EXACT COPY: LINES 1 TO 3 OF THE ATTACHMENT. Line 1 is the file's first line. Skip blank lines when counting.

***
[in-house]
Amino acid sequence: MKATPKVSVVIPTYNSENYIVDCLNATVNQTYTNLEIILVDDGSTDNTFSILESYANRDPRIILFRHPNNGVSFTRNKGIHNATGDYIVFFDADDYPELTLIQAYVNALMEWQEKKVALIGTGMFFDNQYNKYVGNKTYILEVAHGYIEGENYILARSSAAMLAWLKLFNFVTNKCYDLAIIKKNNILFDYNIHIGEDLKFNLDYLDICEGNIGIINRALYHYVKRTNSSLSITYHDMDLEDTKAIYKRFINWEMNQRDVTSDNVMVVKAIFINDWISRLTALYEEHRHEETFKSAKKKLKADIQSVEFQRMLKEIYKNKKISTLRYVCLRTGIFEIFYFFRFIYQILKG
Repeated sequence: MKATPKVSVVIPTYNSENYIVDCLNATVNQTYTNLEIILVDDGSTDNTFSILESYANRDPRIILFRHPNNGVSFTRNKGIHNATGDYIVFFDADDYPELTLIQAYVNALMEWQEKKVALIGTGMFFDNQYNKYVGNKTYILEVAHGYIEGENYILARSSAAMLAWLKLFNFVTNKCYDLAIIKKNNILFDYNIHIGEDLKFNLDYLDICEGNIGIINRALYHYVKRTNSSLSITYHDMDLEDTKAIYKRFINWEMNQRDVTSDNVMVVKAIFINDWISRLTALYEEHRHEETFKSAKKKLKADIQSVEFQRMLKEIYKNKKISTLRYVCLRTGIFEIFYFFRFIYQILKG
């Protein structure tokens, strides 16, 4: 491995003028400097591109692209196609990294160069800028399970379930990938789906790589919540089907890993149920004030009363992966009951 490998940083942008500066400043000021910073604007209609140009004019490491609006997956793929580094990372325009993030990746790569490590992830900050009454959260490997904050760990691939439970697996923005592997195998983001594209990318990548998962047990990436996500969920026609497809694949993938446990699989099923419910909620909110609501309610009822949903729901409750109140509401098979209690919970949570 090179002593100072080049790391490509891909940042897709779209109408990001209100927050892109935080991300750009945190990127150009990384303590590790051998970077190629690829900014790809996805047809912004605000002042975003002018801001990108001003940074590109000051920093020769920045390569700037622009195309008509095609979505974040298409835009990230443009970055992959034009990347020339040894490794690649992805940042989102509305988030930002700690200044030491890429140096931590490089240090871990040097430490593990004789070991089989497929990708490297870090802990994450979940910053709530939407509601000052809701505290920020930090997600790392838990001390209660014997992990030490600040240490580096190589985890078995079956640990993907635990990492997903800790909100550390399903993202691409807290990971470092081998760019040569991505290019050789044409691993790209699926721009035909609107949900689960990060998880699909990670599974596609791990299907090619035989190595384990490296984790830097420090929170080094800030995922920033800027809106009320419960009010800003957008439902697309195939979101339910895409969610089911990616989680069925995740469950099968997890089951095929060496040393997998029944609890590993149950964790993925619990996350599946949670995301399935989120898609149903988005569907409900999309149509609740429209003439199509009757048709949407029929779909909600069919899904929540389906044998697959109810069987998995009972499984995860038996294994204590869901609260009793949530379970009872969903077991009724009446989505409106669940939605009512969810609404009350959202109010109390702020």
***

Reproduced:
[in-house]
Amino acid sequence: MKATPKVSVVIPTYNSENYIVDCLNATVNQTYTNLEIILVDDGSTDNTFSILESYANRDPRIILFRHPNNGVSFTRNKGIHNATGDYIVFFDADDYPELTLIQAYVNALMEWQEKKVALIGTGMFFDNQYNKYVGNKTYILEVAHGYIEGENYILARSSAAMLAWLKLFNFVTNKCYDLAIIKKNNILFDYNIHIGEDLKFNLDYLDICEGNIGIINRALYHYVKRTNSSLSITYHDMDLEDTKAIYKRFINWEMNQRDVTSDNVMVVKAIFINDWISRLTALYEEHRHEETFKSAKKKLKADIQSVEFQRMLKEIYKNKKISTLRYVCLRTGIFEIFYFFRFIYQILKG
Repeated sequence: MKATPKVSVVIPTYNSENYIVDCLNATVNQTYTNLEIILVDDGSTDNTFSILESYANRDPRIILFRHPNNGVSFTRNKGIHNATGDYIVFFDADDYPELTLIQAYVNALMEWQEKKVALIGTGMFFDNQYNKYVGNKTYILEVAHGYIEGENYILARSSAAMLAWLKLFNFVTNKCYDLAIIKKNNILFDYNIHIGEDLKFNLDYLDICEGNIGIINRALYHYVKRTNSSLSITYHDMDLEDTKAIYKRFINWEMNQRDVTSDNVMVVKAIFINDWISRLTALYEEHRHEETFKSAKKKLKADIQSVEFQRMLKEIYKNKKISTLRYVCLRTGIFEIFYFFRFIYQILKG